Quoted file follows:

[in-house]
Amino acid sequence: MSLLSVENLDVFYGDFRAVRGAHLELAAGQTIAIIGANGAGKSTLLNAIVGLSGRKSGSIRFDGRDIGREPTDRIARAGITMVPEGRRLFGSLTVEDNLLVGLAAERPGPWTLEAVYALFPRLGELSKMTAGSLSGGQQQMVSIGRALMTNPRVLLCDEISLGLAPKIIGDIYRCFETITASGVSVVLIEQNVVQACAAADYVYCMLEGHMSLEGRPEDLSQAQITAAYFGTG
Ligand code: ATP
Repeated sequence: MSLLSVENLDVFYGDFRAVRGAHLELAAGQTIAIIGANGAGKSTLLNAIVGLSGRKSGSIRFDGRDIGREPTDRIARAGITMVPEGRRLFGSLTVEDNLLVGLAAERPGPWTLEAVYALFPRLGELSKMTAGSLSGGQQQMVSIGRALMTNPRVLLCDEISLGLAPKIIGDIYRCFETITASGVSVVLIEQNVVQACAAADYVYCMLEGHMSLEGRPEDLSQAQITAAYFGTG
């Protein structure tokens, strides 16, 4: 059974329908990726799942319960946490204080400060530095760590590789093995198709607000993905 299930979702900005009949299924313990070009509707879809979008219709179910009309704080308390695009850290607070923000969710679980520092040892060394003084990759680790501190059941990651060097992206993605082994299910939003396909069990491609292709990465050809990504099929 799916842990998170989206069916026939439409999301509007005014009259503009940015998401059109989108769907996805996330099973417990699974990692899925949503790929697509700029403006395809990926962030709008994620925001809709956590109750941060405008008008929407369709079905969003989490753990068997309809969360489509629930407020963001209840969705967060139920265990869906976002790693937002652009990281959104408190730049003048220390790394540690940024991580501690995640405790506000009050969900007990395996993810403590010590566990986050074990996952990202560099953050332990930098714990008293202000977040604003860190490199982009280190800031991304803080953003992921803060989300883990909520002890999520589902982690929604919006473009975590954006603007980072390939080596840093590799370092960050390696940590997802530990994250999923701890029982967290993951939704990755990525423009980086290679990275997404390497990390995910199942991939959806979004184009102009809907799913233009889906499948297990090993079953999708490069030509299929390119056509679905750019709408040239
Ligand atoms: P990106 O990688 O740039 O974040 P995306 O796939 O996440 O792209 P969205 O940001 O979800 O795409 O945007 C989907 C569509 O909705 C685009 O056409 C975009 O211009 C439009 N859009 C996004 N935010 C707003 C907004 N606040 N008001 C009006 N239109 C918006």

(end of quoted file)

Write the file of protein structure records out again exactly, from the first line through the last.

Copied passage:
[in-house]
Amino acid sequence: MSLLSVENLDVFYGDFRAVRGAHLELAAGQTIAIIGANGAGKSTLLNAIVGLSGRKSGSIRFDGRDIGREPTDRIARAGITMVPEGRRLFGSLTVEDNLLVGLAAERPGPWTLEAVYALFPRLGELSKMTAGSLSGGQQQMVSIGRALMTNPRVLLCDEISLGLAPKIIGDIYRCFETITASGVSVVLIEQNVVQACAAADYVYCMLEGHMSLEGRPEDLSQAQITAAYFGTG
Ligand code: ATP
Repeated sequence: MSLLSVENLDVFYGDFRAVRGAHLELAAGQTIAIIGANGAGKSTLLNAIVGLSGRKSGSIRFDGRDIGREPTDRIARAGITMVPEGRRLFGSLTVEDNLLVGLAAERPGPWTLEAVYALFPRLGELSKMTAGSLSGGQQQMVSIGRALMTNPRVLLCDEISLGLAPKIIGDIYRCFETITASGVSVVLIEQNVVQACAAADYVYCMLEGHMSLEGRPEDLSQAQITAAYFGTG
């Protein structure tokens, strides 16, 4: 059974329908990726799942319960946490204080400060530095760590590789093995198709607000993905 299930979702900005009949299924313990070009509707879809979008219709179910009309704080308390695009850290607070923000969710679980520092040892060394003084990759680790501190059941990651060097992206993605082994299910939003396909069990491609292709990465050809990504099929 799916842990998170989206069916026939439409999301509007005014009259503009940015998401059109989108769907996805996330099973417990699974990692899925949503790929697509700029403006395809990926962030709008994620925001809709956590109750941060405008008008929407369709079905969003989490753990068997309809969360489509629930407020963001209840969705967060139920265990869906976002790693937002652009990281959104408190730049003048220390790394540690940024991580501690995640405790506000009050969900007990395996993810403590010590566990986050074990996952990202560099953050332990930098714990008293202000977040604003860190490199982009280190800031991304803080953003992921803060989300883990909520002890999520589902982690929604919006473009975590954006603007980072390939080596840093590799370092960050390696940590997802530990994250999923701890029982967290993951939704990755990525423009980086290679990275997404390497990390995910199942991939959806979004184009102009809907799913233009889906499948297990090993079953999708490069030509299929390119056509679905750019709408040239
Ligand atoms: P990106 O990688 O740039 O974040 P995306 O796939 O996440 O792209 P969205 O940001 O979800 O795409 O945007 C989907 C569509 O909705 C685009 O056409 C975009 O211009 C439009 N859009 C996004 N935010 C707003 C907004 N606040 N008001 C009006 N239109 C918006």